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Quatrains for the New Year


Midway up the hill, the house meets the ground above the schoolyard fence.

We are playing on frozen steel when the voices call us back again.

The party is beginning. The sandwiches are laid out on oilcloth:

apples for fall, gooseberries for summer, nothing clearly for spring

and for winter the small cranberries well-preserved that glow

through the plasticine ring of the frozen shrimp. We topple

the sandwiches like old graves. The shrimp will not thaw,

the cake was never bought. Everyone is drinking juice or cola

while the neighbors shriek in whiskey breath: it’s almost 1993.

The TV tray with its lone Spanish olive creaks in the pixelated cloud.

How much taller you have gotten, I hear, as the blues turn to yellows

and reds. A century of light is waning into an electric haze and even

the rabbit who burrowed under the deck has not been seen again.

The shrimp are frozen in their tidy ring. The mantle clock spins out the wrong time.

The television remembers the date. If we spin this moment out

sherbet coupes fill with canned fruit and everyone is wearing ties.

I have the pleasure of not yet being born, but until then, a toast

for when things go wrong. When no one knows what they’re there to say.

What a century. How long can we stay in it?

And what can we bring, if not only bells and imagined snow?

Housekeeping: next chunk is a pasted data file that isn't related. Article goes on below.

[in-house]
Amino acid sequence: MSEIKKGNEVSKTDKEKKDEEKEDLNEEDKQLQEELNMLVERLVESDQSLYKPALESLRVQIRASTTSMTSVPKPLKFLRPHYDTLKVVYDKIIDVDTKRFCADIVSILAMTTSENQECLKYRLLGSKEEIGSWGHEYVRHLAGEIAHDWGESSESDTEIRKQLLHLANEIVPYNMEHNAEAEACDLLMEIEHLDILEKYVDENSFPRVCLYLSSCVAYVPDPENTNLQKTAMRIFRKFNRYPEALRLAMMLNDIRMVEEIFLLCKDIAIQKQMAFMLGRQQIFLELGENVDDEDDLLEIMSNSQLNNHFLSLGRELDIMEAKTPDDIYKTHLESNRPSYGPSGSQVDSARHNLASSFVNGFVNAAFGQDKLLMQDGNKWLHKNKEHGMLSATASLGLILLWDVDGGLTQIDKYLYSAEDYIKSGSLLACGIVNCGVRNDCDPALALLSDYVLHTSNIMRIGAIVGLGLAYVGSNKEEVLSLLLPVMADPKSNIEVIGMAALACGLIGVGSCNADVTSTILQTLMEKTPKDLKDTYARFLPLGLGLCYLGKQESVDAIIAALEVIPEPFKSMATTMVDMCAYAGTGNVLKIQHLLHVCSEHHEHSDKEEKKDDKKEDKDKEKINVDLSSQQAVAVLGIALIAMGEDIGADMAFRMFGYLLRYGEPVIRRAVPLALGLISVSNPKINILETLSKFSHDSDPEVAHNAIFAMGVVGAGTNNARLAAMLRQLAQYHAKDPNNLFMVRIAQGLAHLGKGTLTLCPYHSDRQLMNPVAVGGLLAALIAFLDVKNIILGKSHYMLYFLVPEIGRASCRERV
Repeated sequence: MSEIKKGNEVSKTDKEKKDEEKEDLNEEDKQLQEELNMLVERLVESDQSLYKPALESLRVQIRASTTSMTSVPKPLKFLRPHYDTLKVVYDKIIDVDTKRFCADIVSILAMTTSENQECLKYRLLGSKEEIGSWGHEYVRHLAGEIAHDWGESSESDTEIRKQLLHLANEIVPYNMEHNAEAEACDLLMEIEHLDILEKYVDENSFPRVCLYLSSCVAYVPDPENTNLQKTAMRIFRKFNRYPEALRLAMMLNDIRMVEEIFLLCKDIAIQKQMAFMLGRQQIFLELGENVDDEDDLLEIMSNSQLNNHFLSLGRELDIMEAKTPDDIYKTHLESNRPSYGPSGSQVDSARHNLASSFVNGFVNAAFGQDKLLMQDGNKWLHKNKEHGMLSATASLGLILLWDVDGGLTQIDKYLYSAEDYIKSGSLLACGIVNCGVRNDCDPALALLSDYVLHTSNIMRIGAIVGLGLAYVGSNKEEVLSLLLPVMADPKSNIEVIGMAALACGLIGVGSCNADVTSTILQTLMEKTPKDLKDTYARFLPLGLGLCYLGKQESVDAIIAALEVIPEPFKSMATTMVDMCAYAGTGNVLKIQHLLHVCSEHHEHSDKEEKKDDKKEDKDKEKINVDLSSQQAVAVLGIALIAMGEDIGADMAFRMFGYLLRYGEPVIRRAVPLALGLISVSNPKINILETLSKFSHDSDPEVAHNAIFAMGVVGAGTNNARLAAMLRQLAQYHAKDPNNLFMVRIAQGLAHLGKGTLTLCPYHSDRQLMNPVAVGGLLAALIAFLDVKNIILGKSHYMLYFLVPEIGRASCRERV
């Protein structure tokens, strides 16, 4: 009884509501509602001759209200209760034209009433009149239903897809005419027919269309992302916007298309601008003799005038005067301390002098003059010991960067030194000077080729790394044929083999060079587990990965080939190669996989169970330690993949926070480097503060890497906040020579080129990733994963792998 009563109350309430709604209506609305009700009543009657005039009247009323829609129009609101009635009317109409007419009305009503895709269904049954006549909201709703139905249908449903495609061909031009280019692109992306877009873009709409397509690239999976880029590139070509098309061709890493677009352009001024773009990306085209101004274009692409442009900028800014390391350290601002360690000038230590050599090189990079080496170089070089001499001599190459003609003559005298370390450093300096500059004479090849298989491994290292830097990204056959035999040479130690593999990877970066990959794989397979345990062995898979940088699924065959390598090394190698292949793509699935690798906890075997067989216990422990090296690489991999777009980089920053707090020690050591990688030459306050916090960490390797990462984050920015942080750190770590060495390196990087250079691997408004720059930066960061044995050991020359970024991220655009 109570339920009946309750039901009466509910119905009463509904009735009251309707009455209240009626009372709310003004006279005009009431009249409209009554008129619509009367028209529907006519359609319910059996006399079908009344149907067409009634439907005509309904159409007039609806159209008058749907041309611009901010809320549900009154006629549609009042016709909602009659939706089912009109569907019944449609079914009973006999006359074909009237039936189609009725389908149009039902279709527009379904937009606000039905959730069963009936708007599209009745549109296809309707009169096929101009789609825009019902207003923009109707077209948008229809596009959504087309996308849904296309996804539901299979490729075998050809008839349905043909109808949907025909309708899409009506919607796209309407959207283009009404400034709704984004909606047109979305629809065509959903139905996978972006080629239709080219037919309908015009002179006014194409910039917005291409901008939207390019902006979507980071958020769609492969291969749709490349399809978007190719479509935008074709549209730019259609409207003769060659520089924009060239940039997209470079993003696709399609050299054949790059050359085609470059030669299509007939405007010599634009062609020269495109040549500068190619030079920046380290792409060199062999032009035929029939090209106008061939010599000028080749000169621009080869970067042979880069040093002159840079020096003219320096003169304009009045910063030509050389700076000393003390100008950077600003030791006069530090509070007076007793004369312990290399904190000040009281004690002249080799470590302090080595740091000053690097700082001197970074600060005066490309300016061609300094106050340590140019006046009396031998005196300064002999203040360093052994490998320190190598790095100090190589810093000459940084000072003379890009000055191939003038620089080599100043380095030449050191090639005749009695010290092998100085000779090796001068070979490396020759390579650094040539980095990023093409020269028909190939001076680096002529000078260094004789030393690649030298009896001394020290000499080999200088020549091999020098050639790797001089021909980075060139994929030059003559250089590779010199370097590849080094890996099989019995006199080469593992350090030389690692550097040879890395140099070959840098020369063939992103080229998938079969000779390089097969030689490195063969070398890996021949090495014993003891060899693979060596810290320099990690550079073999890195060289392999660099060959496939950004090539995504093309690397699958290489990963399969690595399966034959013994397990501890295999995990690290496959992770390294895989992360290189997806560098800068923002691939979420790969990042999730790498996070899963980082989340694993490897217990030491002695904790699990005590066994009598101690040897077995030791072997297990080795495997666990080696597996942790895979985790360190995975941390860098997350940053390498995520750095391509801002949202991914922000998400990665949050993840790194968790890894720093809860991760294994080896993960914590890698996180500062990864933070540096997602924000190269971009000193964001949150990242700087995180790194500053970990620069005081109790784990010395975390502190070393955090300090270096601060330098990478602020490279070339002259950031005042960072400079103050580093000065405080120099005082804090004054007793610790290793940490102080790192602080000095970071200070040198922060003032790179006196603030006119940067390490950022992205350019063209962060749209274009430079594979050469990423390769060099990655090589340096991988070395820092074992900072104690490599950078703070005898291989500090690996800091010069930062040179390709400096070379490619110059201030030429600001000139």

Note from the Author

ἀρκείτω βίος- Cassandra, The Oresteia


For the old ones, death is a language. The event

between events, the death that becomes another death

until prophecy is being the last to know.

so a door can be made of blood, the walls can reflect

a victory so inevitable it is unimportant, a far off city

crushed into submission, the woman brought to die

the woman blamed, the woman bold enough to kill

to avenge her child, until, ah! the man appears, his blame

as obvious as the beard on his face. She is smooth, porcelain

blood stained for eternity. Weeps over slain children,

the viscera of her daughter opened to air, in Ilium the same,

until the world learns how bodies can be reversed,

the ground soaked with blood, a vessel for screams,

the grass a perfect dactyl, fingers poking out of piles,

ground and ground and everywhere the gods aren’t

except some distant sky, a house with open doors to vent

new hatred, a revenging son. And always a woman weeping,

murdering before weeping, trying the mask of a monster on

if only because it is closer at hand in grief. Medea, the waters

move too quickly, they return all boats, we wait until the tenth year

for new knives, new shipwrecks, a new romance. The beacon light at last.

Tim Duffy is a writer and teacher working in Connecticut. His poems have appeared in Pleiades, Rabid Oak, Softblow, Bodega Mag, and elsewhere. He is also founder and EIC of 8 Poems Journal.

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